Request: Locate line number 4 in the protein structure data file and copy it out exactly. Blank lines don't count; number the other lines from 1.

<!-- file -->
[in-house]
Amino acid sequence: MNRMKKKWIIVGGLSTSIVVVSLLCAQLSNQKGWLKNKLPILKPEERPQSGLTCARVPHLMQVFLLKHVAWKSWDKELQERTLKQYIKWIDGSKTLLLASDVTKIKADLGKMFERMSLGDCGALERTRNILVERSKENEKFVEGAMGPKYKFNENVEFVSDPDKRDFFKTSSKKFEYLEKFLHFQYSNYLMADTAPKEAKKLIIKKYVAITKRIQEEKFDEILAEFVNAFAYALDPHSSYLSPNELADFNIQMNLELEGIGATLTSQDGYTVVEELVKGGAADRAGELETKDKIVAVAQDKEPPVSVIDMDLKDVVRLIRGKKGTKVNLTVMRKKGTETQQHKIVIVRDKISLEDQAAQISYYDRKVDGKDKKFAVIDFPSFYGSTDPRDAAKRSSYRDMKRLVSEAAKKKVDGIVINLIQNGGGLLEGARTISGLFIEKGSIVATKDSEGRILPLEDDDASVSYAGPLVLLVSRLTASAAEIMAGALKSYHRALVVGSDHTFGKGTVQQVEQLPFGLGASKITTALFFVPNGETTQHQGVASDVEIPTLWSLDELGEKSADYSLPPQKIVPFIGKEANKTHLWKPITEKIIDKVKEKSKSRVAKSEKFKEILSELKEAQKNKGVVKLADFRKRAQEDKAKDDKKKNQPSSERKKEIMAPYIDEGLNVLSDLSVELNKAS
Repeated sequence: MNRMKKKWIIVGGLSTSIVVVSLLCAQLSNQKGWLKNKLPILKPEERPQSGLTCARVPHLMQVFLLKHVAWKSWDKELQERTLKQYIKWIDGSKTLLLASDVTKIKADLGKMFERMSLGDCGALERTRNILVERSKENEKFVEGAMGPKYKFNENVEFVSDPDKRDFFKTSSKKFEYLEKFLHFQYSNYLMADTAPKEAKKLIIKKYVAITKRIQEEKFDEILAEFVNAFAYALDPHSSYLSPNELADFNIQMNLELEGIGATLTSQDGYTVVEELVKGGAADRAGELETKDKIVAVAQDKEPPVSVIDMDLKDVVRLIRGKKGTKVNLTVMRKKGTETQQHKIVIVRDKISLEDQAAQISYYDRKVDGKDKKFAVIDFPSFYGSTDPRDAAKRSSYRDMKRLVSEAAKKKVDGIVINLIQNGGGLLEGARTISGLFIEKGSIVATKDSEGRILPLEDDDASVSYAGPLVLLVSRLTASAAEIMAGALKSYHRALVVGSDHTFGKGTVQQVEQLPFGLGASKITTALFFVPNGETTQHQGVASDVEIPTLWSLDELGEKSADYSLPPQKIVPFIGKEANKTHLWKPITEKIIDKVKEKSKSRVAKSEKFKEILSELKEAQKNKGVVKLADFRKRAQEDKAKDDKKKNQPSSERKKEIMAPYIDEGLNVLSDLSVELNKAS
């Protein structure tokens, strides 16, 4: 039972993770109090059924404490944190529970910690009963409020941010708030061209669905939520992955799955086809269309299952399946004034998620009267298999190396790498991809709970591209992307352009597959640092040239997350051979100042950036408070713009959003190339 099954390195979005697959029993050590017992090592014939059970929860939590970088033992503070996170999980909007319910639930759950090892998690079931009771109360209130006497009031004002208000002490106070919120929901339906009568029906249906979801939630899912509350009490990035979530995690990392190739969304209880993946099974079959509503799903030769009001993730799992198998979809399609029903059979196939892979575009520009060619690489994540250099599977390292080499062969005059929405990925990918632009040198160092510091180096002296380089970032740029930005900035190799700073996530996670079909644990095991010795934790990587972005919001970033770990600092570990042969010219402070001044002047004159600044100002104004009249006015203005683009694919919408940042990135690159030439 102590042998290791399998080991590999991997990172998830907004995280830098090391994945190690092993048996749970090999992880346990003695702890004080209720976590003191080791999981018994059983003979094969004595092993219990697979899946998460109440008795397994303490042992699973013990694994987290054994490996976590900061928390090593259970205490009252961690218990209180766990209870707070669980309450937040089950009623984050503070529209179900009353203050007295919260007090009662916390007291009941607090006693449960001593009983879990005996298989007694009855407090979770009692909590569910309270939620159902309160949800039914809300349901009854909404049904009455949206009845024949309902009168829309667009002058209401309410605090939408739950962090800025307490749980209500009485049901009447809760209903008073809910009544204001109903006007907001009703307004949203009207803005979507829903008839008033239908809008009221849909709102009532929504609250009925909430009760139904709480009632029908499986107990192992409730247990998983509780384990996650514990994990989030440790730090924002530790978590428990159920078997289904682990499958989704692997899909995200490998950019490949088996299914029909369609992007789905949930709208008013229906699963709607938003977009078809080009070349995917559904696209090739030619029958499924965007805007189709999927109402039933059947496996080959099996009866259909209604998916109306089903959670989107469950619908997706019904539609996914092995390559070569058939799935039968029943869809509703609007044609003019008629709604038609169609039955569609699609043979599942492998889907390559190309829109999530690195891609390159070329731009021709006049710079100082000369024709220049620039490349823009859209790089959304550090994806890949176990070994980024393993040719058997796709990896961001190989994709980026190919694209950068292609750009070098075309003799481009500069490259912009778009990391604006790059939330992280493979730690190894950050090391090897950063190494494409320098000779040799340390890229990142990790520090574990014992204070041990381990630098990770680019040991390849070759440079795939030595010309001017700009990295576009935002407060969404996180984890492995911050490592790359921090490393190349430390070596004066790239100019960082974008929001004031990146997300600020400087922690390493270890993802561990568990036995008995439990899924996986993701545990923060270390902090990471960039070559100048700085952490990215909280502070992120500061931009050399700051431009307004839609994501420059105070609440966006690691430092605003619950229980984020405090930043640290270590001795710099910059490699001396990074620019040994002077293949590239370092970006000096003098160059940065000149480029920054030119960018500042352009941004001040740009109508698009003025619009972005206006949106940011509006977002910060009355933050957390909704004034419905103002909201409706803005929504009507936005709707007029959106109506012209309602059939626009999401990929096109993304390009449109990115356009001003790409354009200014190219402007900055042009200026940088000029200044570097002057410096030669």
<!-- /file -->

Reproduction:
């Protein structure tokens, strides 16, 4: 039972993770109090059924404490944190529970910690009963409020941010708030061209669905939520992955799955086809269309299952399946004034998620009267298999190396790498991809709970591209992307352009597959640092040239997350051979100042950036408070713009959003190339 099954390195979005697959029993050590017992090592014939059970929860939590970088033992503070996170999980909007319910639930759950090892998690079931009771109360209130006497009031004002208000002490106070919120929901339906009568029906249906979801939630899912509350009490990035979530995690990392190739969304209880993946099974079959509503799903030769009001993730799992198998979809399609029903059979196939892979575009520009060619690489994540250099599977390292080499062969005059929405990925990918632009040198160092510091180096002296380089970032740029930005900035190799700073996530996670079909644990095991010795934790990587972005919001970033770990600092570990042969010219402070001044002047004159600044100002104004009249006015203005683009694919919408940042990135690159030439 102590042998290791399998080991590999991997990172998830907004995280830098090391994945190690092993048996749970090999992880346990003695702890004080209720976590003191080791999981018994059983003979094969004595092993219990697979899946998460109440008795397994303490042992699973013990694994987290054994490996976590900061928390090593259970205490009252961690218990209180766990209870707070669980309450937040089950009623984050503070529209179900009353203050007295919260007090009662916390007291009941607090006693449960001593009983879990005996298989007694009855407090979770009692909590569910309270939620159902309160949800039914809300349901009854909404049904009455949206009845024949309902009168829309667009002058209401309410605090939408739950962090800025307490749980209500009485049901009447809760209903008073809910009544204001109903006007907001009703307004949203009207803005979507829903008839008033239908809008009221849909709102009532929504609250009925909430009760139904709480009632029908499986107990192992409730247990998983509780384990996650514990994990989030440790730090924002530790978590428990159920078997289904682990499958989704692997899909995200490998950019490949088996299914029909369609992007789905949930709208008013229906699963709607938003977009078809080009070349995917559904696209090739030619029958499924965007805007189709999927109402039933059947496996080959099996009866259909209604998916109306089903959670989107469950619908997706019904539609996914092995390559070569058939799935039968029943869809509703609007044609003019008629709604038609169609039955569609699609043979599942492998889907390559190309829109999530690195891609390159070329731009021709006049710079100082000369024709220049620039490349823009859209790089959304550090994806890949176990070994980024393993040719058997796709990896961001190989994709980026190919694209950068292609750009070098075309003799481009500069490259912009778009990391604006790059939330992280493979730690190894950050090391090897950063190494494409320098000779040799340390890229990142990790520090574990014992204070041990381990630098990770680019040991390849070759440079795939030595010309001017700009990295576009935002407060969404996180984890492995911050490592790359921090490393190349430390070596004066790239100019960082974008929001004031990146997300600020400087922690390493270890993802561990568990036995008995439990899924996986993701545990923060270390902090990471960039070559100048700085952490990215909280502070992120500061931009050399700051431009307004839609994501420059105070609440966006690691430092605003619950229980984020405090930043640290270590001795710099910059490699001396990074620019040994002077293949590239370092970006000096003098160059940065000149480029920054030119960018500042352009941004001040740009109508698009003025619009972005206006949106940011509006977002910060009355933050957390909704004034419905103002909201409706803005929504009507936005709707007029959106109506012209309602059939626009999401990929096109993304390009449109990115356009001003790409354009200014190219402007900055042009200026940088000029200044570097002057410096030669």